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Back To School Separation Anxiety During The Pandemic

As the 2020 – 2021 school year begins, many parents and children are experiencing a form of separation anxiety over sending kids back into the classroom during the pandemic. The beginning of the new school year can be threatening to a child during normal times, but the prospect of going into a situation where the coronavirus is likely to be present has raised anxiety levels in many families.

For parents who live in school districts that offer a choice between virtual or in-person learning, it can be overwhelming to make a decision over which is best for their child. Being safe at home means that kids who have special needs or who learn better in person will lose out on many learning opportunities, while children who are fearful of being in a classroom will struggle if they have to go back into the school.

All this stress can bring up separation anxiety and school refusal in kids, not to mention heightened school anxiety in parents.

Separation Anxiety And In-Person Schooling During Covid-19

Sometimes separation anxiety and school refusal come up for children after they have gone through an illness or an emotional trauma, such as moving from one neighborhood to another. In the case of the pandemic, however, illness and death is all we hear about on the news, so a child who may already be inclined to separation anxiety will only worry more.

Parents hardly fare better – in many cases they are having to choose whether to stay home with kids who will be learning virtually (thus, risking their jobs) or sending their child into a possibly contagious environment. Either way, the decision is distressing.

Anxiety Definition

An anxious child may develop a separation anxiety disorder if they show excessive concern about a separation from a parent or caregiver or from their home. Separation anxiety may also be present if they show anxiety about the separation that is inappropriate to their age or stage of development.

Even though it seems that separation anxiety is something that only children face, parents who are extremely worried about the safety of their child during the pandemic may also show similar symptoms. This could indicate their own anxiety disorder.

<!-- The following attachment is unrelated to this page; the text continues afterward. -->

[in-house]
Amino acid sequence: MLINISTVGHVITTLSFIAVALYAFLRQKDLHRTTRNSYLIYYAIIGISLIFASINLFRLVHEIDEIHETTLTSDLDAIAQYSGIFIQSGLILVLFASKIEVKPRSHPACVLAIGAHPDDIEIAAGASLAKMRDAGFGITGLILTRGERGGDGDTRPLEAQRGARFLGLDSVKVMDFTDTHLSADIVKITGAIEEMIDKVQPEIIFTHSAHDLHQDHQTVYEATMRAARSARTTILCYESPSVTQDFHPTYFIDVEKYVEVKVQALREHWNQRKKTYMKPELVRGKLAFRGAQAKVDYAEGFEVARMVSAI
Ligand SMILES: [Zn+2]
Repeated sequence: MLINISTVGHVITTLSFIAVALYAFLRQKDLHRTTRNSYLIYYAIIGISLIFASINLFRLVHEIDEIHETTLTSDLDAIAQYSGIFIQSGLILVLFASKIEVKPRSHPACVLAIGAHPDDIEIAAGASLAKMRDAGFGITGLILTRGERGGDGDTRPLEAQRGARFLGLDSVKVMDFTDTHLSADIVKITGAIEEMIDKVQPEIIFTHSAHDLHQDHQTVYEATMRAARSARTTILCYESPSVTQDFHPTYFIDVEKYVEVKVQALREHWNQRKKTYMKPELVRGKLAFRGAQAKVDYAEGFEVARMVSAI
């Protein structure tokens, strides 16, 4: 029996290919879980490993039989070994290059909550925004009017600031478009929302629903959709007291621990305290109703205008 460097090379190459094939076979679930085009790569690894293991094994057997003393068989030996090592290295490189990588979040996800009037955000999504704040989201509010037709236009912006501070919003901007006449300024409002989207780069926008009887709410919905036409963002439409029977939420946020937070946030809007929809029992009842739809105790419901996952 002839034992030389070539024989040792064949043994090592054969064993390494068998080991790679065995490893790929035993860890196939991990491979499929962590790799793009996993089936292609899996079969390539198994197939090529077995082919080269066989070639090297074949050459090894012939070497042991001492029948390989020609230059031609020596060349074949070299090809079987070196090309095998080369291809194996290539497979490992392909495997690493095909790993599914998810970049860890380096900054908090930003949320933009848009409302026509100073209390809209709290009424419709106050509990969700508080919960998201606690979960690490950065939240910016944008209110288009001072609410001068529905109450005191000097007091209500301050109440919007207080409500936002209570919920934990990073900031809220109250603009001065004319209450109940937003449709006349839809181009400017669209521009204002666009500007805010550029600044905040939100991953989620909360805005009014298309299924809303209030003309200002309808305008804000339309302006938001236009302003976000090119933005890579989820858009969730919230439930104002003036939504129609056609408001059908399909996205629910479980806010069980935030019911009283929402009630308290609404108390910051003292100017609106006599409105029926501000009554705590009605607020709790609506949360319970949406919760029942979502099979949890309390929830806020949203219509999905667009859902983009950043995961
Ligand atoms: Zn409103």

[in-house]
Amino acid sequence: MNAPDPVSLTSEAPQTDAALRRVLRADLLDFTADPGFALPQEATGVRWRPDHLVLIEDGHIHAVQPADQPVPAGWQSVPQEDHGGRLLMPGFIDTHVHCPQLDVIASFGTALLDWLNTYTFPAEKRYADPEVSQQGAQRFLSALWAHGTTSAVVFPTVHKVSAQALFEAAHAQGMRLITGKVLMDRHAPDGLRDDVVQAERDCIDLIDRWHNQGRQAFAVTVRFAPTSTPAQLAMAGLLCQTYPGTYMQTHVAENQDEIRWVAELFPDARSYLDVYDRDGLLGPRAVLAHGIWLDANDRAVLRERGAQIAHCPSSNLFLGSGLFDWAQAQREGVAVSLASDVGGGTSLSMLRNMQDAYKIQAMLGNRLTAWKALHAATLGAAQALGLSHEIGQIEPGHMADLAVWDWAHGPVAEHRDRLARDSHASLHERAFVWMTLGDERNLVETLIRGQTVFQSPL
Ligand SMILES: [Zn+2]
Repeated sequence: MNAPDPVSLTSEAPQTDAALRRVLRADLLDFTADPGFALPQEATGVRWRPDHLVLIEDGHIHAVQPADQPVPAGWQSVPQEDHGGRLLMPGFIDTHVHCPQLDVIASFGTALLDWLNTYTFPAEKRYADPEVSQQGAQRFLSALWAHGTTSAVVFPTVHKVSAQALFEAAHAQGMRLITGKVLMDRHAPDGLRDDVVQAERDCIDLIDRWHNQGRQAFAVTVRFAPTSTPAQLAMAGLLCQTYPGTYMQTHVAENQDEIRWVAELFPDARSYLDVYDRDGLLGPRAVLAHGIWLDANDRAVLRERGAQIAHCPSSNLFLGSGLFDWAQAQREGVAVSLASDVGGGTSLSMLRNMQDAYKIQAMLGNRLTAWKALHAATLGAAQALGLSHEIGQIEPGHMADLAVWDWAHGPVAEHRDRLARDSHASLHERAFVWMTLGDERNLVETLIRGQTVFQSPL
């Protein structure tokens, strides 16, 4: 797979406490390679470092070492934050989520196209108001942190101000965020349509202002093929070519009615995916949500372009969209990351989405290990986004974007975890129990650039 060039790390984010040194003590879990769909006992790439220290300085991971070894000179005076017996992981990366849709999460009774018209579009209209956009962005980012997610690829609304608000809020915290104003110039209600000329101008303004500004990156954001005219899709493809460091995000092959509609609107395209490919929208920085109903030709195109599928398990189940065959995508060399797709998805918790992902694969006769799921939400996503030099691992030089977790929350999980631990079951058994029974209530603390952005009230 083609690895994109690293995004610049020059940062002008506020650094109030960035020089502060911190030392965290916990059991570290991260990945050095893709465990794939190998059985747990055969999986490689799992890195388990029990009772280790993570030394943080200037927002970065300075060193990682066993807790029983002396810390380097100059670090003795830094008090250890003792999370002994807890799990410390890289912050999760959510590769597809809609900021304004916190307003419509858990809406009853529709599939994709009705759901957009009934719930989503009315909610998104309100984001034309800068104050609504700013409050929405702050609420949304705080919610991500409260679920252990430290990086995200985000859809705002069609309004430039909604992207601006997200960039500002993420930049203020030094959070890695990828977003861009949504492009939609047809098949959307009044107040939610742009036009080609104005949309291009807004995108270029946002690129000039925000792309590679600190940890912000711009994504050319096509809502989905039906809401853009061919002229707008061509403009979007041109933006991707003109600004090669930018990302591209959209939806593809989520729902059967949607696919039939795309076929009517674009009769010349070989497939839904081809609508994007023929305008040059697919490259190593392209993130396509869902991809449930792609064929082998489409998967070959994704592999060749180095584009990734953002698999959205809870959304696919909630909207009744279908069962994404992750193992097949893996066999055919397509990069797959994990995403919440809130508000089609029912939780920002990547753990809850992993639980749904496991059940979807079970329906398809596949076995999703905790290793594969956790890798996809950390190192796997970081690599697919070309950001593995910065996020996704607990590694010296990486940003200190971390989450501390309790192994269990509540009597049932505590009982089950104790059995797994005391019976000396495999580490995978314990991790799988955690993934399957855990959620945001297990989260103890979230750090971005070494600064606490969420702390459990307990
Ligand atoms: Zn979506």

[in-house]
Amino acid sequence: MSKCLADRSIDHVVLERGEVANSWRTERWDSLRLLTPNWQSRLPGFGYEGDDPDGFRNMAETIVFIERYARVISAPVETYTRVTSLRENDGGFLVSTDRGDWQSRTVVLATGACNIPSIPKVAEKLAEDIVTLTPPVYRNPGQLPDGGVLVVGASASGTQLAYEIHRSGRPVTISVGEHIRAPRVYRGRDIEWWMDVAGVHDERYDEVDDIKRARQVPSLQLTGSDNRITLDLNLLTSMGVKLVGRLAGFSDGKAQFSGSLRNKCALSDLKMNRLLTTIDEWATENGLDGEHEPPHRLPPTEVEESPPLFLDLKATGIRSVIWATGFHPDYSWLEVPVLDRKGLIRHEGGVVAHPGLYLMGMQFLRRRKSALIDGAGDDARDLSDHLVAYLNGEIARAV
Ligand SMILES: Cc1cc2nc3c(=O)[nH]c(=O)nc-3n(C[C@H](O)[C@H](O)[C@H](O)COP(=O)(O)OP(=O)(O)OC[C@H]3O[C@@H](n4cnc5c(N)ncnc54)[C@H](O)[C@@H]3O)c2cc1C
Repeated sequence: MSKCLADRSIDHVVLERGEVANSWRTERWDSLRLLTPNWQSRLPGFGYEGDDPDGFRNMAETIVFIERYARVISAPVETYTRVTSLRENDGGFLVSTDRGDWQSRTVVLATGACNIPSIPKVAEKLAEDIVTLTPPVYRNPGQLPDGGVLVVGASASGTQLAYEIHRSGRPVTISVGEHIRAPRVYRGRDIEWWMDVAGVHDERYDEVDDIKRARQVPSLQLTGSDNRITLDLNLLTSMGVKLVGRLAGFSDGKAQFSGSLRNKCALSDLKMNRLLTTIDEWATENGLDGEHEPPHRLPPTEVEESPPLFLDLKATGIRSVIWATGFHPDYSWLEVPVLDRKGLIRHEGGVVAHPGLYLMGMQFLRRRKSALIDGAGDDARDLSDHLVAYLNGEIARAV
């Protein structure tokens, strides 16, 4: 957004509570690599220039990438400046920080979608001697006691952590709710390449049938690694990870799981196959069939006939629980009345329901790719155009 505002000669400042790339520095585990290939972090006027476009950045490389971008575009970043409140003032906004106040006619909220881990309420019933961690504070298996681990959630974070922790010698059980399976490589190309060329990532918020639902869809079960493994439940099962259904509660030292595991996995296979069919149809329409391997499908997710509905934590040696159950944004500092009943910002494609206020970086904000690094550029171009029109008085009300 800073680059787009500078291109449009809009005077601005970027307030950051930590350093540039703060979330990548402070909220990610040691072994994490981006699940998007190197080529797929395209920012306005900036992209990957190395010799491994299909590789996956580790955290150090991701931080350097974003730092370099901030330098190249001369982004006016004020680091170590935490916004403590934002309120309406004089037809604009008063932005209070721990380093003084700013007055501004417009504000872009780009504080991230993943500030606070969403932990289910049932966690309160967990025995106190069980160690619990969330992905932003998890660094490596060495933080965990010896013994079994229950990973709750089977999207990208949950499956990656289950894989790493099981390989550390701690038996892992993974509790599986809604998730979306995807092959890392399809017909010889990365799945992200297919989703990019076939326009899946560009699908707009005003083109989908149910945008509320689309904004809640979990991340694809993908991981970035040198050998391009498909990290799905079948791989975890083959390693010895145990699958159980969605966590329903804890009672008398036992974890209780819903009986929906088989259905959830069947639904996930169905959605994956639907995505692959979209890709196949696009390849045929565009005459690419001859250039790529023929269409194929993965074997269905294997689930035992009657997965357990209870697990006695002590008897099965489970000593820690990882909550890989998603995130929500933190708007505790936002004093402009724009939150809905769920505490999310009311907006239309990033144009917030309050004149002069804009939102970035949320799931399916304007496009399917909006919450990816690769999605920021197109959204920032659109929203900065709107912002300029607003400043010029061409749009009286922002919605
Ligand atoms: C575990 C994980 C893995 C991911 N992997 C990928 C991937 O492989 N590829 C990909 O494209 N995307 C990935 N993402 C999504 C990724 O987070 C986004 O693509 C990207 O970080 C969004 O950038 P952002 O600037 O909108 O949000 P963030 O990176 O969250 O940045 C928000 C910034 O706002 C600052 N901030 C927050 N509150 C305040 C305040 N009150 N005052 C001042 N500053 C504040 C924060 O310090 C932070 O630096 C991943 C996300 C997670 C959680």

Emotional and Physical Symptoms Of Separation Anxiety

Children and parents who have separation anxiety may have symptoms including:

  • Difficulty going to sleep, fear of the dark, and/or nightmares
  • Excessive worry about potential harm or illness happening to them
  • Children may be clingy, may fear being alone in a room, or may need to see a parent at all times
  • Adults may feel anxious about the child’s safety if they aren’t within sight
  • Avoiding activities that result in separation from the parent or child
  • Trembling
  • Headaches
  • Stomach aches and/or nausea
  • Vomiting
  • Needing frequent trips to the toilet
  • Constantly imagining worst-case scenarios

If a parent or a child exhibits three or more of these symptoms for more than four weeks, they are likely to be suffering from a separation anxiety disorder.

Separation Anxiety Treatment

While you can’t control the things that happen around you, you can learn how to control your responses and actions. When someone is being treated for separation anxiety, therapists try to help the person learn to identify and change their anxious thoughts. Then, they teach coping methods to help the individual react less fearfully to the situations that trigger their anxiety:

Remember – it is natural to worry, but you can learn to keep from going down the rabbit hole of fear by “naming” and identifying your thoughts. For instance, if you start to imagine your child getting sick in school, and then becoming sicker and sicker until you are picturing them in the hospital, noticing and labeling these thoughts as something less threatening (ie:”There go those Peter Cottontail thoughts again!”) often helps remind you that they are just thoughts. You are in charge of how you react to them.

Sometimes, however, self talk still can’t calm the fears and an anxiety disorder can begin. If you suspect that you or your child are developing an anxiety disorder, it’s important to seek treatment as soon as possible because the longer the anxiety continues, the harder it can be to treat.

We Can Help You Get Past Your Fears

To get more information and help for separation anxiety and anxiety disorders, contact The Center for Treatment of Anxiety and Mood Disorders in Delray Beach, Florida at 561-496-1094 or email the Center today.

Dr. Andrew Rosen PHD, ABPP, FAACP is a Board-Certified Psychologist and the Founder and Director of The Center for Treatment of Anxiety and Mood Disorders, as well as, the Founder of The Children’s Center for Psychiatry Psychology and Related Services.


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